Yesterday was the Swallows Day Parade in San Juan Capistrano.
The Swallows live in Argentina over the winter, and return to the town every year on March 19th. They supposedly take up residence in the SJC Mission, the Jewel of the Missions. I happen to know - because it's my office, and it has windows - that many of them build their nests in the eaves of a wooden building about ten miles away. Since the Mission is more famous, having been in town longer by a couple of years, the city celebrates the return of the Swallows with a big parade past the Mission. This is the largest non-motorized parade in America; there are hundreds of entrants. Most of them are horse-drawn vehicles or horse riders, although I saw a few llamas and donkeys here this year. In this parade, even the Shriners abandon their little cars and pull their giant fez by hand.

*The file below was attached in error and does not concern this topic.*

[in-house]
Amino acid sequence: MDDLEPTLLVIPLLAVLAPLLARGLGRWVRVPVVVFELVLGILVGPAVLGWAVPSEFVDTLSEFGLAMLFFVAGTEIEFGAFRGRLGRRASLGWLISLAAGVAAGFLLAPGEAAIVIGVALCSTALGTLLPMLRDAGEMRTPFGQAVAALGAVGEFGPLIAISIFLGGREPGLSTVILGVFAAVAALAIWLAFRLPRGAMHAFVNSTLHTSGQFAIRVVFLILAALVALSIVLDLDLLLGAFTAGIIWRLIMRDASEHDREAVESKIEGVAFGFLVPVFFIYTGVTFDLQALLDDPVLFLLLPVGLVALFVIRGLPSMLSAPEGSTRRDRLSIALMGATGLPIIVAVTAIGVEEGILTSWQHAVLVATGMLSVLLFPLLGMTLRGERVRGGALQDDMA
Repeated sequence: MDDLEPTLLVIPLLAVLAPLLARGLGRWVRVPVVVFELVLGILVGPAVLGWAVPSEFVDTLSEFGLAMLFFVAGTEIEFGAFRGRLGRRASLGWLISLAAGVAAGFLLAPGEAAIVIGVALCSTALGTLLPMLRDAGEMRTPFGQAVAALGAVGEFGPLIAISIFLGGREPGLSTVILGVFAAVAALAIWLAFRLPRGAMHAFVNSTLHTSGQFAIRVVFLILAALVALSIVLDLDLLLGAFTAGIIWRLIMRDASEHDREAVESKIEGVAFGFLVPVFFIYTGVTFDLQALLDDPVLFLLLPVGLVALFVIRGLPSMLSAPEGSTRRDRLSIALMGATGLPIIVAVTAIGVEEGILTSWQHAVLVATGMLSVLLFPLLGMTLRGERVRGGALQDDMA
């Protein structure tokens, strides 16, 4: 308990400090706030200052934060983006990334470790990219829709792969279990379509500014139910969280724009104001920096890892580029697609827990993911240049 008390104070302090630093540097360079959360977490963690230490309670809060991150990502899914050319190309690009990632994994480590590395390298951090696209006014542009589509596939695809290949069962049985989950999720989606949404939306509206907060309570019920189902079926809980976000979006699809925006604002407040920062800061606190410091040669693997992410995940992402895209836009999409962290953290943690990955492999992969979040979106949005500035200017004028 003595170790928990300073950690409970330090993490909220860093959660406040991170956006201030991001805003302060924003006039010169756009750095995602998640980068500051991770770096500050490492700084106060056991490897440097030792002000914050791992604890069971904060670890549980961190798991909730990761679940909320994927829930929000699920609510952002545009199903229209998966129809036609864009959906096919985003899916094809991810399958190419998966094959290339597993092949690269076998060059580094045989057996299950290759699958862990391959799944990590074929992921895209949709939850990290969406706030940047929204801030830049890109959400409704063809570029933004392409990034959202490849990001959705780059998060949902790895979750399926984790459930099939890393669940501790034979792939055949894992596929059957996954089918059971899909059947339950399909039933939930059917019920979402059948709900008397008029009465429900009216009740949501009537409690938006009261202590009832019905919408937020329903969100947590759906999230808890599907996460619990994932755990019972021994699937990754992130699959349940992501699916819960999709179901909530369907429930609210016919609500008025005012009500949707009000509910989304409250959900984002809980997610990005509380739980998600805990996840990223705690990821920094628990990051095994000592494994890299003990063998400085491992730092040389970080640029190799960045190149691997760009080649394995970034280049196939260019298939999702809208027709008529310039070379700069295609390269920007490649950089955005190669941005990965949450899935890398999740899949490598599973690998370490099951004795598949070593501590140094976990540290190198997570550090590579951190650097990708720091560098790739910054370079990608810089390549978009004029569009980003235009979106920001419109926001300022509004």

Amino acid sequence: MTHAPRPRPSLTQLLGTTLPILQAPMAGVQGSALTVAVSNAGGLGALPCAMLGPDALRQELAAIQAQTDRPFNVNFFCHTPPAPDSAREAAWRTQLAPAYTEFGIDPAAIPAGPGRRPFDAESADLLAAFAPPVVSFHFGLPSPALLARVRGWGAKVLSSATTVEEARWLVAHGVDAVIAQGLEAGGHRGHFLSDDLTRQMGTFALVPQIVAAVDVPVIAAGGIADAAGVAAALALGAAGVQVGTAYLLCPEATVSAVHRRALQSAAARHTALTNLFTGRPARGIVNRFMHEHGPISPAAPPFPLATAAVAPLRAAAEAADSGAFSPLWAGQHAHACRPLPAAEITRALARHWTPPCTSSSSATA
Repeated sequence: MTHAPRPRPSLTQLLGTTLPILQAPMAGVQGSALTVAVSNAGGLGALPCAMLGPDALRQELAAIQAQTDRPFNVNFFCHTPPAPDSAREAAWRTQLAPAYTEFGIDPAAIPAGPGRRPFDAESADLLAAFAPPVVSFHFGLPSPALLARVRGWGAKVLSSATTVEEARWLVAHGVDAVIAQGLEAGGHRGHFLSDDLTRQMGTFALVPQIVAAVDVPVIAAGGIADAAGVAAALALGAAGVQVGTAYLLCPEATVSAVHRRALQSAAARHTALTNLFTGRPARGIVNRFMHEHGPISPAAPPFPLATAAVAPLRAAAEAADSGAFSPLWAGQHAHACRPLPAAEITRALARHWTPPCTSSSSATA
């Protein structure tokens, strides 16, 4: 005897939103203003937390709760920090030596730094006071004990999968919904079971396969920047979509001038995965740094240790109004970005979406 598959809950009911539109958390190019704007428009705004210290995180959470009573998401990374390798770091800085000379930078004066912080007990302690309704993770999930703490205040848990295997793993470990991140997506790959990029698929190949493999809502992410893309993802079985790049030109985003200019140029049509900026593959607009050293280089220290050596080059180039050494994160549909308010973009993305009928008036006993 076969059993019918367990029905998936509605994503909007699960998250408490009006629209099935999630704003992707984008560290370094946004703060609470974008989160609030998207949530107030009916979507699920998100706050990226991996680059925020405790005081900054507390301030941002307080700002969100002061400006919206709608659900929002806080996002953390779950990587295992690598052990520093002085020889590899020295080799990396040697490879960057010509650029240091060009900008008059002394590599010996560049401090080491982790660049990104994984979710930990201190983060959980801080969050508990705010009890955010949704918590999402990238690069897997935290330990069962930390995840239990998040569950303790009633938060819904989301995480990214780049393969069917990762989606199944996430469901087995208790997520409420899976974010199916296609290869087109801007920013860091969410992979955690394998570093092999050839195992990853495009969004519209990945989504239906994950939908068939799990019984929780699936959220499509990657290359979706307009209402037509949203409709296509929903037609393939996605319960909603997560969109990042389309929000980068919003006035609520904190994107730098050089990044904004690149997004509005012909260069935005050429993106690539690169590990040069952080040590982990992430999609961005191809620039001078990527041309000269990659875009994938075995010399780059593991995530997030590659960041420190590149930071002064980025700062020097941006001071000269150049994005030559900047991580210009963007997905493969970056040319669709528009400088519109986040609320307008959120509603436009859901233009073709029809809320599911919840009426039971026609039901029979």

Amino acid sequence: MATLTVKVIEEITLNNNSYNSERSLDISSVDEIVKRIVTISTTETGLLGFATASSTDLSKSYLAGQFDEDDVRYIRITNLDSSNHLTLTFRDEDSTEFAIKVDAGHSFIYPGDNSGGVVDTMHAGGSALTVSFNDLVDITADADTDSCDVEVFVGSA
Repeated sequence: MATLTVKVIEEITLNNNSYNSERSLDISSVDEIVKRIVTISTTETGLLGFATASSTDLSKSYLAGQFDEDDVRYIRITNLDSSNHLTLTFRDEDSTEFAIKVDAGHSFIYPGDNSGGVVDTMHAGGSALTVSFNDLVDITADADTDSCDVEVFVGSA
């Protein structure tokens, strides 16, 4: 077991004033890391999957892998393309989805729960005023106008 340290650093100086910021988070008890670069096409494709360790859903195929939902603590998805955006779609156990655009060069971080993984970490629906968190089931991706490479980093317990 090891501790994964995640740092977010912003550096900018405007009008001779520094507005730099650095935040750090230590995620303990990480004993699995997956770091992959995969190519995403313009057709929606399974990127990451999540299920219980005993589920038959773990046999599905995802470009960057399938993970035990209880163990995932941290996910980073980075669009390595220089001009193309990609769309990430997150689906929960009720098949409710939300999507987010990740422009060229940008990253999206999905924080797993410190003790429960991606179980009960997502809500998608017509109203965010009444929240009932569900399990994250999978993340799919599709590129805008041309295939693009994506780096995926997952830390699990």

San Juan Capistrano is a cowboy town, and many people here remember when there were more horses than cars. There are still horse trails everywhere, and in the winter, the smell of stables drifts over the town as thick as molasses. There are two Indian bands in the town who are regularly in the parade, the Juanenos and the Acjachemen; over the last few years, as more and more Mexicans come to live in SJC, the ratio of Indians to Cowboys has changed remarkably, and the bright-feathered costumes of the Mexicans now outshine the drab black of the bolo-tie'd cowboys on their austere brown horses and their long-skirted cowgirl women with Derringers in their boots.
Of course, I didn't take any pictures of any of that. (There are some on the websites linked above.) Instead here's a view from north of the parade route where the parade entrants park their horse trailers before riding to the staging area.